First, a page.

With an OCR it is possible to read up to 10,000 A4 sized documents in 1hr.

  • They read data directly from the source document & therefore, no data preparation is required. 
  • Errors are easily corrected.
  • The documents can be re-used, thus saving on stationery.
  • The contents of the documents are both human & machine sensible, hence reliable.
  • The sensitivity of an OMR can be altered to allow for different surface, pencils and inks.
  • OMR has a better recognition rate than OCR.
  • With an OCR, no typing or transcription/recording process is involved & therefore, not prone to transcription errors.

Comparative disadvantages of OMR and OCR.

  • They are expensive methods of input, because they require specialized techniques & equipment.
  • Verification of marked data is difficult.
  • Documents may be difficult to design, understand and fill in.
  • The document reader will have to be reprogrammed for each new document design.


Magnetic Ink Character Recognition (MICR) is the machine recognition of characters printed with Magnetic Ink.

The document characters are typed or printed in ink containing Iron (II) Oxide that gives them a magnetic property. 

After forming the characters onto the document, the inked characters are magnetized by passing the document under a strong magnetic field.

During the reading process, the magnetized characters cause current to flow through the read head depending on the magnetized surface area occupied by individual characters. 

The reader differentiates characters depending on the magnetic patterns that bring different amount of currents.  The MICR recognizes these patterns & conveys them into the computer in form of electrical signals.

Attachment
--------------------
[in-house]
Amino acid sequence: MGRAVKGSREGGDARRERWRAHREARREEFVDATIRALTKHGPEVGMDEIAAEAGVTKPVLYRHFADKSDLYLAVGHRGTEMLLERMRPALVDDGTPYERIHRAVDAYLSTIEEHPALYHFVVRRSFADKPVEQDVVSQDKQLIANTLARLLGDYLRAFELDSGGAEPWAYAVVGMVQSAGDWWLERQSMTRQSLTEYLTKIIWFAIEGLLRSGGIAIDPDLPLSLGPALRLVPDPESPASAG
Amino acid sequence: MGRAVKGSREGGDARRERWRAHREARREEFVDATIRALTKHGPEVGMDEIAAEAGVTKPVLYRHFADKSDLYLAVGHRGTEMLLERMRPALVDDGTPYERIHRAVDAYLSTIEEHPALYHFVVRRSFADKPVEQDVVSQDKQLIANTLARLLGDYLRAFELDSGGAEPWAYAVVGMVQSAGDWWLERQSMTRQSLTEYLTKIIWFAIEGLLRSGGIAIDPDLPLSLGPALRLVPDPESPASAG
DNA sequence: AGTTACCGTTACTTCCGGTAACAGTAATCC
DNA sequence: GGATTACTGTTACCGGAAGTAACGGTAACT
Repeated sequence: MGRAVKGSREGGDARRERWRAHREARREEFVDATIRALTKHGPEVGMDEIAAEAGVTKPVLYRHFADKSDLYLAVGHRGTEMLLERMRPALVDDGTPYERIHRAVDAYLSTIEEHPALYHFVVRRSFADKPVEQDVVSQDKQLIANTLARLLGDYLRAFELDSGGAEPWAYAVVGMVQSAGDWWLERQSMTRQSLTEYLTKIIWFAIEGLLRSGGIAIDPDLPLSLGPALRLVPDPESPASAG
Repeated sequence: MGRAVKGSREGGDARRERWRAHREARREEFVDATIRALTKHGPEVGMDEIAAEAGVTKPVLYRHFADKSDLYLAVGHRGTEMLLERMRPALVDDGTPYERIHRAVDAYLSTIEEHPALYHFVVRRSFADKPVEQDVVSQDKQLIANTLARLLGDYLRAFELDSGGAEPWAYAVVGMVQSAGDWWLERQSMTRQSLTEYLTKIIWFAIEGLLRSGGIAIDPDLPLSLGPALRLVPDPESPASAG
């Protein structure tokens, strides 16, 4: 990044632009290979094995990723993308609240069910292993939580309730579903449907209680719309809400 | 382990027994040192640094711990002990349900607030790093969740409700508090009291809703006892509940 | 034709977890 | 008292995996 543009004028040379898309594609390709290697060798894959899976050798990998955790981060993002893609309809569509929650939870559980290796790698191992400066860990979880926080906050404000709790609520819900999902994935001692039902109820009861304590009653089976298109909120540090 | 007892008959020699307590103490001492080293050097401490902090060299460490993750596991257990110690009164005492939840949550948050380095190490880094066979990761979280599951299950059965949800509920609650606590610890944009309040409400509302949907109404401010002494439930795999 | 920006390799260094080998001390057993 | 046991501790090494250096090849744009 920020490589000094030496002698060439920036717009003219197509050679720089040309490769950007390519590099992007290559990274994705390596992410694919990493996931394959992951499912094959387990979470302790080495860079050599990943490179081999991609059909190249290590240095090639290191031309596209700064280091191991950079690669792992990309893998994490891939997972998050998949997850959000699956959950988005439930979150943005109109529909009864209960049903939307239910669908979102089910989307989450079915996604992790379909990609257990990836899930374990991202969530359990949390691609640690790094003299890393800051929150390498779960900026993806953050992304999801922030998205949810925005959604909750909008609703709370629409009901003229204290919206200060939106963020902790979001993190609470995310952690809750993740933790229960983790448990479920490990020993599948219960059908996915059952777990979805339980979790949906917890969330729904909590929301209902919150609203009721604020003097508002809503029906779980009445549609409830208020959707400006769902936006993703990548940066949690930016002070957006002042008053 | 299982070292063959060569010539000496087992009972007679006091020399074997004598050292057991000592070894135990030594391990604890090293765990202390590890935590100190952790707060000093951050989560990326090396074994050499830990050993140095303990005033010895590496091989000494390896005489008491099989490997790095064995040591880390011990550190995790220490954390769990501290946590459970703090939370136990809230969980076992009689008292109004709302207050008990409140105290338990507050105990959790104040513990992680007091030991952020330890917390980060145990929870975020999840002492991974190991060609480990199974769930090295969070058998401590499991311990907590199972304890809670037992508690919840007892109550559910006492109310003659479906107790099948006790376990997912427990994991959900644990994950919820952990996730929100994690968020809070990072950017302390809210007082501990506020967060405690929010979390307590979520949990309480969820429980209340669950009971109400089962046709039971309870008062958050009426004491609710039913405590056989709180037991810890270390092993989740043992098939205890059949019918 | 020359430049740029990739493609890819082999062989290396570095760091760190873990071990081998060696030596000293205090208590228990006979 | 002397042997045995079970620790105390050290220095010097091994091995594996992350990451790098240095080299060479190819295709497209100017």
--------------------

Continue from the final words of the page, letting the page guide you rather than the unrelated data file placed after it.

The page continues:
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Uses/ applications of MICR.

  • Magnetic Ink Character Recognition (MICR) is used in banks to process the many cheques being written each day.

The MICR mostly uses a font known as E13B, which consists of 14 characters (i.e. digits 0-9, & four special characters).

A cheque is usually pre-printed with the Identification number of the bank, the Account number of the customer, Serial number of the cheque, Branch number, using a special ink containing particles of Iron Oxide (Magnetic Ink).  When the cheque is presented for payment, the amount is written on the cheque in magnetic ink, using a special device.  The cheque can then be read by a MICR.  The data read is then transmitted directly to the CPU for immediate processing, or can be stored on magnetic disk for latter processing.

  • In Local Authorities for payment of rates by installment.

Advantages of MICR over OCR.

  • An MICR can read data faster & accurate since the information on the document is usually pre-printed.
  • Difficult to forge.
  • Document can still be read when folded, written on, etc.  This means that, MICR is more ‘robust’.
  • A wider range of fonts can be used, including hand printing & normal type.  However, there is no standard-type font.
  • Faster than OCR.  It is possible to read about 2,400 A4 sized documents 1 minute.